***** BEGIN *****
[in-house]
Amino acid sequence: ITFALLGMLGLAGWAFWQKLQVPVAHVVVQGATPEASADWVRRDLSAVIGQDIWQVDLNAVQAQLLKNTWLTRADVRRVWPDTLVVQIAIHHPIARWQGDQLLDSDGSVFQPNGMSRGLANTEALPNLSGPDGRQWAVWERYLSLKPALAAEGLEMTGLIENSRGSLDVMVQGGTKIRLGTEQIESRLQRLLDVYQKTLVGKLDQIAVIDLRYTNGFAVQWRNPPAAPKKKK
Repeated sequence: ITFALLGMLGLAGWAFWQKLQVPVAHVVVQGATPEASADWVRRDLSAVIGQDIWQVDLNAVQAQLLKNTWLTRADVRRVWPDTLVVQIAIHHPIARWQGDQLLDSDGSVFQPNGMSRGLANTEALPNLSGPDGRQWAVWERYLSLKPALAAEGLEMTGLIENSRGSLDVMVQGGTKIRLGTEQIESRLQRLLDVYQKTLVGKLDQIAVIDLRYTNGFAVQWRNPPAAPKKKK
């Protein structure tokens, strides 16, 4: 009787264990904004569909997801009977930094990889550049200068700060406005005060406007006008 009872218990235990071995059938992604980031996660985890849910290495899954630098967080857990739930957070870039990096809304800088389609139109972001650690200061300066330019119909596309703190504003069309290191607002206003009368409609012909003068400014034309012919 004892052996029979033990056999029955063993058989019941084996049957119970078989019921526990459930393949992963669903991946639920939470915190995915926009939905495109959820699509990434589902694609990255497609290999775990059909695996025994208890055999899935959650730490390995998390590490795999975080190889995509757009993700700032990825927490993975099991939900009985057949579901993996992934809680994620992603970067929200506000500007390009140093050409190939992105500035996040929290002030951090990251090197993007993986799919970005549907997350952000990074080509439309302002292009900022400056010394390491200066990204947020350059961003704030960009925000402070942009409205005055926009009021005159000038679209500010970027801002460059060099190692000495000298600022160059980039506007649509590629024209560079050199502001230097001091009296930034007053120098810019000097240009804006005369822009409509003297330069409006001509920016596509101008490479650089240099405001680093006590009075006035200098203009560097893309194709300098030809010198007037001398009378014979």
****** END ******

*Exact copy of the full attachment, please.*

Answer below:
[in-house]
Amino acid sequence: ITFALLGMLGLAGWAFWQKLQVPVAHVVVQGATPEASADWVRRDLSAVIGQDIWQVDLNAVQAQLLKNTWLTRADVRRVWPDTLVVQIAIHHPIARWQGDQLLDSDGSVFQPNGMSRGLANTEALPNLSGPDGRQWAVWERYLSLKPALAAEGLEMTGLIENSRGSLDVMVQGGTKIRLGTEQIESRLQRLLDVYQKTLVGKLDQIAVIDLRYTNGFAVQWRNPPAAPKKKK
Repeated sequence: ITFALLGMLGLAGWAFWQKLQVPVAHVVVQGATPEASADWVRRDLSAVIGQDIWQVDLNAVQAQLLKNTWLTRADVRRVWPDTLVVQIAIHHPIARWQGDQLLDSDGSVFQPNGMSRGLANTEALPNLSGPDGRQWAVWERYLSLKPALAAEGLEMTGLIENSRGSLDVMVQGGTKIRLGTEQIESRLQRLLDVYQKTLVGKLDQIAVIDLRYTNGFAVQWRNPPAAPKKKK
């Protein structure tokens, strides 16, 4: 009787264990904004569909997801009977930094990889550049200068700060406005005060406007006008 009872218990235990071995059938992604980031996660985890849910290495899954630098967080857990739930957070870039990096809304800088389609139109972001650690200061300066330019119909596309703190504003069309290191607002206003009368409609012909003068400014034309012919 004892052996029979033990056999029955063993058989019941084996049957119970078989019921526990459930393949992963669903991946639920939470915190995915926009939905495109959820699509990434589902694609990255497609290999775990059909695996025994208890055999899935959650730490390995998390590490795999975080190889995509757009993700700032990825927490993975099991939900009985057949579901993996992934809680994620992603970067929200506000500007390009140093050409190939992105500035996040929290002030951090990251090197993007993986799919970005549907997350952000990074080509439309302002292009900022400056010394390491200066990204947020350059961003704030960009925000402070942009409205005055926009009021005159000038679209500010970027801002460059060099190692000495000298600022160059980039506007649509590629024209560079050199502001230097001091009296930034007053120098810019000097240009804006005369822009409509003297330069409006001509920016596509101008490479650089240099405001680093006590009075006035200098203009560097893309194709300098030809010198007037001398009378014979």